Critical State
,The critical condition of Re-
gent Ralph A. Hayward was des-
cribed yesterday as "unchanged"
by University Hospital officials.
Regent Hayward entered the
hospital last Wednesday and un-
derwent a brain operation Thurs-
day to relieve intra-cranial pres-
sures. He has not regained con-
sciousness since the operation and
doctors describe his state as ser-
The prominent 55 - year - old
Michigan businessman was elected
to the Board of Regents in April,
1943. His term expires at the close
of this year.
A graduate of the University,
Regent Hayward was appointed
assistant professor of engineering
here in 1923 but resigned the fol-
lowing year to become general
manager of the firm which he now
Regent Hayward is a trustee of
Kalamazoo College, chairman of
the Michigan State Highway Ad-
visory Board and a member of
several corporation boards of di-

Beaming with victory smiles,
University President Alexander
G. Ruthven and Coach Bennie
Oosterbaan mounted a hastily
improvished sound truck to
praise the team which had
chalked up the University's
third Rose Bowl victory.
President Ruthven, a tackle on
teams at Iowa's Morningside Col-
As an extra section of today's
paper, The Daily prints a re-
vised edition of the 1951 Rose
Bowl supplement. The supple-
ment printed today is identical
with the one distributed free
on New Year's Day in Pasadena,
with the exception of the first
page, which has been revised to
cover the game.
lege almost half a century ago,
happily clutched the gilted vic-
tory ball to his chest.
Fullback Don Dufek who scor-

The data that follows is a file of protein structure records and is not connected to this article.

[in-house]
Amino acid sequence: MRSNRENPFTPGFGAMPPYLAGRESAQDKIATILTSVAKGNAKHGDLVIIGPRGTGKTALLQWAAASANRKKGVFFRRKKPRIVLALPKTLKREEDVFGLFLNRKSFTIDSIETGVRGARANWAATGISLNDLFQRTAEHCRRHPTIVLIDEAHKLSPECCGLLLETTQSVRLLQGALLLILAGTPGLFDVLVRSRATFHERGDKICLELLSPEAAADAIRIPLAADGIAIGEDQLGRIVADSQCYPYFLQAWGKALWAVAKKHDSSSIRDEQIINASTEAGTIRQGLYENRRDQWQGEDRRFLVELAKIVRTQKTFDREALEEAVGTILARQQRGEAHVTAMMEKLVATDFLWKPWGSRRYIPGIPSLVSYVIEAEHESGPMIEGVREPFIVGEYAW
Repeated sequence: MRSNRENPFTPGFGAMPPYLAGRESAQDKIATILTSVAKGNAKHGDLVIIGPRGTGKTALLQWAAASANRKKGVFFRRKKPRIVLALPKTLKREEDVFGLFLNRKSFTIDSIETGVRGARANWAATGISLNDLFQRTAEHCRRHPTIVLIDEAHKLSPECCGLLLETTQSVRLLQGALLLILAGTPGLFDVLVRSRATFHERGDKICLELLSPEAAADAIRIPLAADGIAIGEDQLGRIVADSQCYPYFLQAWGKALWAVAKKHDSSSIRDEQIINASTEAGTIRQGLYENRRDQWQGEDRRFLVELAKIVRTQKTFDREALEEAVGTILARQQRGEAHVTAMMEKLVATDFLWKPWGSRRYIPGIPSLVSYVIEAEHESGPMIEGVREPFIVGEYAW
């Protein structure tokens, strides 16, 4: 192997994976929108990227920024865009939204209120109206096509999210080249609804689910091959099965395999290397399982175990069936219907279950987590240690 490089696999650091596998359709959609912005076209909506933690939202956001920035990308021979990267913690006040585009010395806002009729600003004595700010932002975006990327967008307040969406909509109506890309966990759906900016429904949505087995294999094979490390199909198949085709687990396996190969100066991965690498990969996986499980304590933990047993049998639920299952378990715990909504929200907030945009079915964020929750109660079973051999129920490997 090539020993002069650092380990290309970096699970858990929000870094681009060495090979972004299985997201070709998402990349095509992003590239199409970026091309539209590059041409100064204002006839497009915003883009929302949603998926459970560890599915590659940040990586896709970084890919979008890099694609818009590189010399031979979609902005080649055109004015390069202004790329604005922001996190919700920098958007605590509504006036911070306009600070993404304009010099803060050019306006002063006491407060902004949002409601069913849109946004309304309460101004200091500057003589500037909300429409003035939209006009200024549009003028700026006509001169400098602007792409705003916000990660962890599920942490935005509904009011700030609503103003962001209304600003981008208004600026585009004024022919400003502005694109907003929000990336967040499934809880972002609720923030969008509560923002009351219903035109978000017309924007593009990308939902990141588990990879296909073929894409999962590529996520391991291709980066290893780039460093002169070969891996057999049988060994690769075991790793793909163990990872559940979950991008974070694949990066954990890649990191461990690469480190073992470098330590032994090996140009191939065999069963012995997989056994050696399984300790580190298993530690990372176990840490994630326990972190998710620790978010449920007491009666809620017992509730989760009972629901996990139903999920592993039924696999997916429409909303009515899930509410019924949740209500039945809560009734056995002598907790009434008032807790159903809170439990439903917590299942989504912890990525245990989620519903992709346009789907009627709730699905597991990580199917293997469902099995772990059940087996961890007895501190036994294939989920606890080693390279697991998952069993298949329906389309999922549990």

ed both Wolverine touchdowns al-
so made an appearance at the
The welcome exceeded in num-
bers, at least, any previous re-
ception accorded a Michigan team.
Adding color to the Ann Arbor
welcome was a set of railroad
flares on the enbankment behind
the station spelling out the word

Top French
Officials Talk
PARIS-()--Gen. Dwight D.
Eisenhower got down to brisk talks
with the French yesterday on just
what they are going to do to help
defend the west against any push
from the east.
American military sources said
the answers he got help support
the General's belief that the At-
lantic community can build an
international army to defend
Western Europe. There was no of-
ficial word from the talks, but it
was believed the French pledged
immediate transfer of their three
divisions now in Germany and
Austria to the Eisenhower pom-
An authorized source said "all
the problems of defending Eur-
ope," were discussed.A
Men's Judic
Petitions for a one-year term of
the Men's Judiciary Council are
available from 3 to 5 p.m. any day
this week at the Student Iegisla-
ture Bldg., 122 S. Forest, Dave
Brown, '53, SL publicity chair-
man, announced yesterday.
Three vacant positions on the
council are open to any eligible
male student. Petitions must be
returned to the SL office by Mon-
Selection of the Council mem-
bers will be made by the council
president and the male members
of the SL cabinet.
Brown also reported that Fri-
day will be the last day in which
campus organizations can return
applications for co-sponsorship of
movies with the SL Cinema Guild
for next semester.

LANSING - (P) - Governor.
Williams yesterday requested a
sipplementary appropriation for
the completion of the Angell Hall
addition and the University Hos-
pital out-patient clinic.
His appealcame as a part of an
over-all request for $37,000,000 to
clean, up someof the state's un-
finished business and' was his first
major request of the new legis-
' * * *
THE GOVERNOR asked for
$2,024,000 for completion of the
Angell Hall addition and $1,300,000
World News
By The Associated Press
WASHINGTON - The Nation-
al Security Resources Board yes-
terday recommended to President
Truman that certain young scien-
tists, engineers and others with
specialized skills be allowed draft
deferment to continue their edu-
* * *
ALBANY, N.Y.-Gov. Thomas
E. Dewey sent to the New
York State Legislature last
night his potent, unprecedented